Discussion

WS is relatively resistant to treatment as compared to other types of childhood seizures. It is accompanied by impaired cognitive and psychosocial functions. Topiramate is a new antiepileptic drug, which appears to have a broad range of anti-epileptic activities in humans. Clinical trials have shown that topiramate is effective when used in WS.7,8 The clinical effects observed in this study are consistent with previous observations showing that topiramate effectively suppresses spasms in WS patients,8 whereby 44 cases (81.4%) of WS responded to topiramate treatment and 31 cases (57.4%) were seizure-free for more than 6 months. Furthermore, there are evidences to believe that autoimmune mechanisms play a causative role in WS.2-6 It is, therefore, of interest to find out, whether immune parameters are also influenced by the new drug in WS patients. In view of the presumptive association of an activated immune system with epilepsy in WS, we sought to obtain information about the humoral and cellular immunological status of WS patients with and without topiramate treatment. In our study the untreated WS patients had increased proportions of CD4+ T cells and increased CD4/CD8 (T-helper/T-suppressor) ratios. This result suggests that a stimulation of the cellular immunity may be connected with WS. The topiramate therapy for WS resulted in normalization of the CD4/CD8 T lymphocyte ratio probably due to an inhibition of the CD4+ T cell population. The CD4/CD8 ratio may, therefore, serve as an indicator of the therapeutic efficacy of topiramate in WS patients. Administration of the drug resulted furthermore in a significant increase of the proportion of NK cells, which were reduced in untreated WS patients compared to controls. NK cells without obvious lytic activity have been found in the target organs of several autoimmune disease11 suggesting that they may participate in the immune regulation against autoantigens. Closer insight into their functional relevance in WS depends on the application of functional assay systems of NK cells in a future study. Serum levels of IgG were lower in untreated WS patients than in healthy control infants, but higher in topiramate-treated WS patients. This finding is compatible with the assumption that the drug restores the normal IgG level in seizure-free infants. Serum levels of IgA were decreased in untreated WS patients in comparison to healthy control children indicating a IgA deficiency in WS patients. This result supports the hypothesis that IgA deficiency is a pathogenetic factor in this type of epilepsy. Topiramate influenced the serum levels of IgA in WS patients similar to other anti-epileptic drugs,12,13 i.e. by further decreasing its serum concentration. Serum levels of IgM did not differ significantly between untreated and topiramate-treated WS patients and healthy control children arguing against a major role of IgM in WS.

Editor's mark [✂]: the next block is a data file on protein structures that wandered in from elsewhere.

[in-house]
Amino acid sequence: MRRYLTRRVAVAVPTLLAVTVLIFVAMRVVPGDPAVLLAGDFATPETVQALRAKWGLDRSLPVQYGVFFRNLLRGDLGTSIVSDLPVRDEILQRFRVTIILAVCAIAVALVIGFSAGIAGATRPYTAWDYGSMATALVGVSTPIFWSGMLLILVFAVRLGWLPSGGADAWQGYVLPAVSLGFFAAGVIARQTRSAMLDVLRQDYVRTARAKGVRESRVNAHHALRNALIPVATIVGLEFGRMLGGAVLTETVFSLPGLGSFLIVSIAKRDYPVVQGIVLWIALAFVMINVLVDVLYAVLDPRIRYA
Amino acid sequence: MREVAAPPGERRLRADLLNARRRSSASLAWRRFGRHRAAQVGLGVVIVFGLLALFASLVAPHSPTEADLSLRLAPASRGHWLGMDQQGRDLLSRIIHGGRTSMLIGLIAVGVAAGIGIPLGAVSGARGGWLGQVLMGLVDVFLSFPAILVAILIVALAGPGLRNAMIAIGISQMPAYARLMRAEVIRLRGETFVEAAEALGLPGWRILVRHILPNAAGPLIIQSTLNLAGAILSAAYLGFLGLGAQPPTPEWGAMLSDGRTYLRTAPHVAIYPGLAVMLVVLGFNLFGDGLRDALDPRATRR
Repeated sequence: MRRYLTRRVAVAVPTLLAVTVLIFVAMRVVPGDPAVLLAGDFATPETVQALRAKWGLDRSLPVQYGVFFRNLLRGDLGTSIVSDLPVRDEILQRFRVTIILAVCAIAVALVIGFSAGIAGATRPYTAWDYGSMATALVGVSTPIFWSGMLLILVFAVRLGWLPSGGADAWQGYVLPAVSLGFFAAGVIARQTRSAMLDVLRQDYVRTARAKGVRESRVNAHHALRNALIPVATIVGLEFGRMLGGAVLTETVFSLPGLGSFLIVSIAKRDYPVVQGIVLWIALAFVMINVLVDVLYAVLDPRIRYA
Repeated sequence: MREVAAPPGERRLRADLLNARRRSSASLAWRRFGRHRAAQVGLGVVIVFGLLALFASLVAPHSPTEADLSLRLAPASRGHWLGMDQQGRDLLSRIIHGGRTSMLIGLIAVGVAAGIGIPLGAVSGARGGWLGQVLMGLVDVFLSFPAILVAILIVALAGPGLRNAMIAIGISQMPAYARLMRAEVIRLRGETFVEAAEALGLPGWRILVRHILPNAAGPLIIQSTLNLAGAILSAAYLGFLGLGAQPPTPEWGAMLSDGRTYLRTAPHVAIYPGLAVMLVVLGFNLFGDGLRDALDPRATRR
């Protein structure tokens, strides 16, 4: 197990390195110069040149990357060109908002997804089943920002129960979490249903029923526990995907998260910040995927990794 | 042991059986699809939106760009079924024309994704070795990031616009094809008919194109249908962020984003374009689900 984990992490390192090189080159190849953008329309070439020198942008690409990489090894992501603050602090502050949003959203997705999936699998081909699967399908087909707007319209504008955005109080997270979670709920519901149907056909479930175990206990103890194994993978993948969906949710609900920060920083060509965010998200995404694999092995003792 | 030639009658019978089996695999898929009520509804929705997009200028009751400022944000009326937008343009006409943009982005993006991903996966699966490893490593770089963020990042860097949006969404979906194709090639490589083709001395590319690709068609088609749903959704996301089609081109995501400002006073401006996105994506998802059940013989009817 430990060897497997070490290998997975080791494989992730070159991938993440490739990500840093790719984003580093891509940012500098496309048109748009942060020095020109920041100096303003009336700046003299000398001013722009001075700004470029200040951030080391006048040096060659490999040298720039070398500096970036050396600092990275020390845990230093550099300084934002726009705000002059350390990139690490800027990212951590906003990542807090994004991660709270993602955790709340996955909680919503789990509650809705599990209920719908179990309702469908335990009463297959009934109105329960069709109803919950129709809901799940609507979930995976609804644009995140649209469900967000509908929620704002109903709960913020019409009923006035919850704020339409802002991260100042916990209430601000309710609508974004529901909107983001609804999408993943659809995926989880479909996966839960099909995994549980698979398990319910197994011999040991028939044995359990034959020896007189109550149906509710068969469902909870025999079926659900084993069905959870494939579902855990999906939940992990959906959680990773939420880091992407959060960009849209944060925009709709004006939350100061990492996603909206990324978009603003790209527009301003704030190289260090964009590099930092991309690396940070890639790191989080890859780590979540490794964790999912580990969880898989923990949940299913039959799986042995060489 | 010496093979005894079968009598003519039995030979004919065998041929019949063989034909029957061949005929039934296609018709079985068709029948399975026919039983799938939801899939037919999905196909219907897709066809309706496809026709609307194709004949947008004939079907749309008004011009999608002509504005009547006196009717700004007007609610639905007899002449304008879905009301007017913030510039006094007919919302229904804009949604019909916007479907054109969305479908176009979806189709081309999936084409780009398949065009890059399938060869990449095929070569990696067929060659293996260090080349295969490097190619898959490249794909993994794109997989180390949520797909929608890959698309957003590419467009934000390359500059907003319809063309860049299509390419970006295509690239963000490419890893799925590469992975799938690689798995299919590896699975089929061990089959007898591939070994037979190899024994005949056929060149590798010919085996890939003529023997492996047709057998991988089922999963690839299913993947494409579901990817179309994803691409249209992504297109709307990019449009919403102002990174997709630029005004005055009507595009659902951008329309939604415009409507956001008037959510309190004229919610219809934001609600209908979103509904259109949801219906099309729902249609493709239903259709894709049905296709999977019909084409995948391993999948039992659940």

In summary, the majority of data obtained in our study demonstrate that topiramate may interfere with the modulated immune system of WS patients mainly in the direction of a normalization.